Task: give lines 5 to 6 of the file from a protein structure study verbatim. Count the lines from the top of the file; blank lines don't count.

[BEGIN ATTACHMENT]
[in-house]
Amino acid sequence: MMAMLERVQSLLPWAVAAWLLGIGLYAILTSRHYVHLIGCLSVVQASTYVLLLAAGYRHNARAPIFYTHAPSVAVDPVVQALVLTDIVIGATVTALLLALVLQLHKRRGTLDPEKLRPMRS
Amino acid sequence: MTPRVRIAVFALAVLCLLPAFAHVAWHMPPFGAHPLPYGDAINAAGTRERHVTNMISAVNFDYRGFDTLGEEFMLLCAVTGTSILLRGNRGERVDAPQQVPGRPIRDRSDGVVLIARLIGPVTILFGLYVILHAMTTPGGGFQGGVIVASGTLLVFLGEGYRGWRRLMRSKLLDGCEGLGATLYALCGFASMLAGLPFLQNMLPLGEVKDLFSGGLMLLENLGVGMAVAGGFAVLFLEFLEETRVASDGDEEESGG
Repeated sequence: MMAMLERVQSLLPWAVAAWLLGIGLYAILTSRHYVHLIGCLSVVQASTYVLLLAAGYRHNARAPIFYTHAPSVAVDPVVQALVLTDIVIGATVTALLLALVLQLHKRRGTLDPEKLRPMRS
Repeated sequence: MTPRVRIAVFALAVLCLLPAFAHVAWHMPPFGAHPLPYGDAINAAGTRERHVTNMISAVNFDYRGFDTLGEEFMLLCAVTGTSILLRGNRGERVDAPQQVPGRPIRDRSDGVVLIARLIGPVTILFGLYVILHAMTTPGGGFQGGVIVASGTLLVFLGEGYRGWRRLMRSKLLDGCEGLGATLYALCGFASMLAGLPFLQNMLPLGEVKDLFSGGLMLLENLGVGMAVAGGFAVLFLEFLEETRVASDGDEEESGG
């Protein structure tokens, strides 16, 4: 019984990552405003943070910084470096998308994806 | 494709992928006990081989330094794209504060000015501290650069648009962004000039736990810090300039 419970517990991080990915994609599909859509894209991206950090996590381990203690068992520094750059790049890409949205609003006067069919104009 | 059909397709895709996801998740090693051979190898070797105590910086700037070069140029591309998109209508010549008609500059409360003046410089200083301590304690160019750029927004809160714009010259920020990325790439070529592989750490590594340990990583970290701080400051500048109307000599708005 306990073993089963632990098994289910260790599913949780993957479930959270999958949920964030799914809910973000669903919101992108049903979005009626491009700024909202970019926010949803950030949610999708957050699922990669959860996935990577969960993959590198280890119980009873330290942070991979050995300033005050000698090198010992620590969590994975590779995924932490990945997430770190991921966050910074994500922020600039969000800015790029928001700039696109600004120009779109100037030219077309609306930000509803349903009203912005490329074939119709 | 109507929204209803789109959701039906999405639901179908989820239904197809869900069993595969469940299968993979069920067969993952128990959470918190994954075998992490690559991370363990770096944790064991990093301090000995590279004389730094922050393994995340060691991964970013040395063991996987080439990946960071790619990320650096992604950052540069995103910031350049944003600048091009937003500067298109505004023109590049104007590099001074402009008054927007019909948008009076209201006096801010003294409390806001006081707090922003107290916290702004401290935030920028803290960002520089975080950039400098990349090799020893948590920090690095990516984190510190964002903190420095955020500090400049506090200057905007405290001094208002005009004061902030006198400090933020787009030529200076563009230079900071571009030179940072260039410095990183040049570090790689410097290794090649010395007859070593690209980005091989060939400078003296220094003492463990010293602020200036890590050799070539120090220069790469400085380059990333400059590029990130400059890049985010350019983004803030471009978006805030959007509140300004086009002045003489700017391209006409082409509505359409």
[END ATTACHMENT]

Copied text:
Repeated sequence: MTPRVRIAVFALAVLCLLPAFAHVAWHMPPFGAHPLPYGDAINAAGTRERHVTNMISAVNFDYRGFDTLGEEFMLLCAVTGTSILLRGNRGERVDAPQQVPGRPIRDRSDGVVLIARLIGPVTILFGLYVILHAMTTPGGGFQGGVIVASGTLLVFLGEGYRGWRRLMRSKLLDGCEGLGATLYALCGFASMLAGLPFLQNMLPLGEVKDLFSGGLMLLENLGVGMAVAGGFAVLFLEFLEETRVASDGDEEESGG
């Protein structure tokens, strides 16, 4: 019984990552405003943070910084470096998308994806 | 494709992928006990081989330094794209504060000015501290650069648009962004000039736990810090300039 419970517990991080990915994609599909859509894209991206950090996590381990203690068992520094750059790049890409949205609003006067069919104009 | 059909397709895709996801998740090693051979190898070797105590910086700037070069140029591309998109209508010549008609500059409360003046410089200083301590304690160019750029927004809160714009010259920020990325790439070529592989750490590594340990990583970290701080400051500048109307000599708005 306990073993089963632990098994289910260790599913949780993957479930959270999958949920964030799914809910973000669903919101992108049903979005009626491009700024909202970019926010949803950030949610999708957050699922990669959860996935990577969960993959590198280890119980009873330290942070991979050995300033005050000698090198010992620590969590994975590779995924932490990945997430770190991921966050910074994500922020600039969000800015790029928001700039696109600004120009779109100037030219077309609306930000509803349903009203912005490329074939119709 | 109507929204209803789109959701039906999405639901179908989820239904197809869900069993595969469940299968993979069920067969993952128990959470918190994954075998992490690559991370363990770096944790064991990093301090000995590279004389730094922050393994995340060691991964970013040395063991996987080439990946960071790619990320650096992604950052540069995103910031350049944003600048091009937003500067298109505004023109590049104007590099001074402009008054927007019909948008009076209201006096801010003294409390806001006081707090922003107290916290702004401290935030920028803290960002520089975080950039400098990349090799020893948590920090690095990516984190510190964002903190420095955020500090400049506090200057905007405290001094208002005009004061902030006198400090933020787009030529200076563009230079900071571009030179940072260039410095990183040049570090790689410097290794090649010395007859070593690209980005091989060939400078003296220094003492463990010293602020200036890590050799070539120090220069790469400085380059990333400059590029990130400059890049985010350019983004803030471009978006805030959007509140300004086009002045003489700017391209006409082409509505359409």